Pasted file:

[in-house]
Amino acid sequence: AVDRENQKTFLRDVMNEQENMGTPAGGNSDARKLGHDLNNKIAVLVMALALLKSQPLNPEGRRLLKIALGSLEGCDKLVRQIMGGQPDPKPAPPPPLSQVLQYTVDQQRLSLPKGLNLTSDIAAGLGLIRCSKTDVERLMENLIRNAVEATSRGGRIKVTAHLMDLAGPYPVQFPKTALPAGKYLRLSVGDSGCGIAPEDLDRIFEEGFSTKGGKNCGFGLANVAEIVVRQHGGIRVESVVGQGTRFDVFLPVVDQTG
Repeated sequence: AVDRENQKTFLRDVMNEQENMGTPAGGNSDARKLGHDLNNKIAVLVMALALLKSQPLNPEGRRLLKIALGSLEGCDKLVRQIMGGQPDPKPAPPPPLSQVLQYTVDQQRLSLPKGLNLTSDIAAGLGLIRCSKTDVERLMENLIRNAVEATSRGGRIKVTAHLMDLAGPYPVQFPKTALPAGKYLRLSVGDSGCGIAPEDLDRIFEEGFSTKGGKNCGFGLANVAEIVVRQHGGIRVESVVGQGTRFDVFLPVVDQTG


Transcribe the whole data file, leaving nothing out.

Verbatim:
[in-house]
Amino acid sequence: AVDRENQKTFLRDVMNEQENMGTPAGGNSDARKLGHDLNNKIAVLVMALALLKSQPLNPEGRRLLKIALGSLEGCDKLVRQIMGGQPDPKPAPPPPLSQVLQYTVDQQRLSLPKGLNLTSDIAAGLGLIRCSKTDVERLMENLIRNAVEATSRGGRIKVTAHLMDLAGPYPVQFPKTALPAGKYLRLSVGDSGCGIAPEDLDRIFEEGFSTKGGKNCGFGLANVAEIVVRQHGGIRVESVVGQGTRFDVFLPVVDQTG
Repeated sequence: AVDRENQKTFLRDVMNEQENMGTPAGGNSDARKLGHDLNNKIAVLVMALALLKSQPLNPEGRRLLKIALGSLEGCDKLVRQIMGGQPDPKPAPPPPLSQVLQYTVDQQRLSLPKGLNLTSDIAAGLGLIRCSKTDVERLMENLIRNAVEATSRGGRIKVTAHLMDLAGPYPVQFPKTALPAGKYLRLSVGDSGCGIAPEDLDRIFEEGFSTKGGKNCGFGLANVAEIVVRQHGGIRVESVVGQGTRFDVFLPVVDQTG